While still more people gathered in the crowd, Jesus said to them, “This generation is an evil generation; it seeks a sign, but no sign will be given it, except the sign of Jonah.
by Father Greg Friedman, OFM
Take pity on a friend of mine—he had two daughters married within six months. Imagine the financial burden as well as the emotional pressures to please everyone. Happily, my friend held up well. I think of him as I read today’s Gospel and the parable of a wedding where the host father doesn’t fare as well. His guests refuse to come and then kill the servants who bring the invitations. At the feast itself, a guest without a wedding garment gets thrown out bodily. After all that the host had endured, who can blame him?
In borrowing this parable from his sources, Matthew adds the violent details for both guests and host. Matthew’s community–composed of both Jewish and Gentile converts—had to endure hostility from the Jewish synagogue and perhaps the Romans as well. Scripture scholars suggest Matthew wants his community to take God’s invitation to the Kingdom seriously. Those who refuse to come—some of God’s Chosen People—receive a harsh judgment, as do Christians who take the invitation for granted—like the improperly dressed guest.
As with all parables, we can’t be too literal: The king in the story isn’t doubling for God in all aspects. We know from the rest of Matthew’s Gospel that Jesus taught us how God gives sinners another chance. But there’s a definite warning here for Christians of any age. We must take the Kingdom—and our participation in it—very seriously.
by Father Dan Kroger, OFM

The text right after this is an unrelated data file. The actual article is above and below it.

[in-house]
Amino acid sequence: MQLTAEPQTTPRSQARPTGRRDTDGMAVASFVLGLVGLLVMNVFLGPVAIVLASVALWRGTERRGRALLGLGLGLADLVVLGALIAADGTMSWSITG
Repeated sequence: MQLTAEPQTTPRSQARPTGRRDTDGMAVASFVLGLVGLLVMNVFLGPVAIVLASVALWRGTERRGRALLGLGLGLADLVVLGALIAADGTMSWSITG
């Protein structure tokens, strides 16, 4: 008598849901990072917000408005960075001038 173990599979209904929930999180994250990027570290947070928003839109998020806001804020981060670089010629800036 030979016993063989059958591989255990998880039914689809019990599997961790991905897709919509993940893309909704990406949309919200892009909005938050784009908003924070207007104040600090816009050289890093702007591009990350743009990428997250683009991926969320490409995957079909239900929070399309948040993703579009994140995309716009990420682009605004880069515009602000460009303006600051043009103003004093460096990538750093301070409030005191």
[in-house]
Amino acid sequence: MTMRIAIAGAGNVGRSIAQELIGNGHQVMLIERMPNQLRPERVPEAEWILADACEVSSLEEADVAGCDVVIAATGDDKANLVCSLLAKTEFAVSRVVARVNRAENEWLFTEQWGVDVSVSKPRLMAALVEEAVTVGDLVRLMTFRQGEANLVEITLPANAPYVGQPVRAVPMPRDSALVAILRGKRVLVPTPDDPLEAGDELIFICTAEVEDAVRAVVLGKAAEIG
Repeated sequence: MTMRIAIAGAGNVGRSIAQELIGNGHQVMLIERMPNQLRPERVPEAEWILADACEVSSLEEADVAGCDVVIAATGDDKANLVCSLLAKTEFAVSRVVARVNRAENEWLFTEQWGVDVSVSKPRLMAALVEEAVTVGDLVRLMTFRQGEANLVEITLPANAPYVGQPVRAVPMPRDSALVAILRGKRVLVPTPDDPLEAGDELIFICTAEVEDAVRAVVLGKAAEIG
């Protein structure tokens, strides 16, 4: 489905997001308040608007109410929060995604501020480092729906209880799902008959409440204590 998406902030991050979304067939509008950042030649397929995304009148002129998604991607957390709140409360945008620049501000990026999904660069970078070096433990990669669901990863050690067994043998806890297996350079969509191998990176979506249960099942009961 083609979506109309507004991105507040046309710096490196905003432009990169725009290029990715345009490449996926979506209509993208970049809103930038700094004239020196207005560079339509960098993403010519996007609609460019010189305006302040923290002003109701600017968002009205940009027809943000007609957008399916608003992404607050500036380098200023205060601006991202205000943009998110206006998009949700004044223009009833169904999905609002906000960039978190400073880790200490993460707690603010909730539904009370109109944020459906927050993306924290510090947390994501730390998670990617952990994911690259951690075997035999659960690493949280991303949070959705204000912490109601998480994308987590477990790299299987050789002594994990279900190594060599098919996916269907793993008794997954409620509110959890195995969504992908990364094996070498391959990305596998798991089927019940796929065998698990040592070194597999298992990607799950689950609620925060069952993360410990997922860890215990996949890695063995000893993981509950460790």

• In the first reading (Isaiah 25:6-10a), Isaiah envisions a mountain where the Lord of hosts will provide for all peoples. What will God give to them all?
Is it only food and drink that the Lord will provide? What else will God do?
• Paul says, in the second reading (Phil 4:12-14, 19-20), that he has learned how to live with abundance and in hunger. Ultimately, he says: “I can do all things in him who strengthens me.”
Paul notes how it was kind of the Philippians to share in his distress. What did they do for Paul?
Epaphroditus is mentioned in Phil 2:25-30 because he risked his life to help Paul. In fact, Epaphroditus was very ill and near death, but he got better.
Phil 4:15-18 says they sent him to help Paul. How? (He probably brought a gift of money to Paul for his needs.)
• In the Gospel (Mt 22:1-14), Jesus tells a parable about a king who prepared a wedding banquet for his son. But what happened? When the invited guests would not come what did the king do?
What do you think about the one man who was not wearing a wedding garment? (Explain that it was a custom to provide proper clothing for the wedding guests.)
by Susan Hines-Brigger
• There’s a lot of talk about signs in this week’s Gospel. We’re surrounded by signs on a daily basis and one of them is a stoplight. Gather your family or friends and play a game of red light, green light.
• Do some research and find out where the city of Nineveh, which is referenced in this week’s Gospel, was located.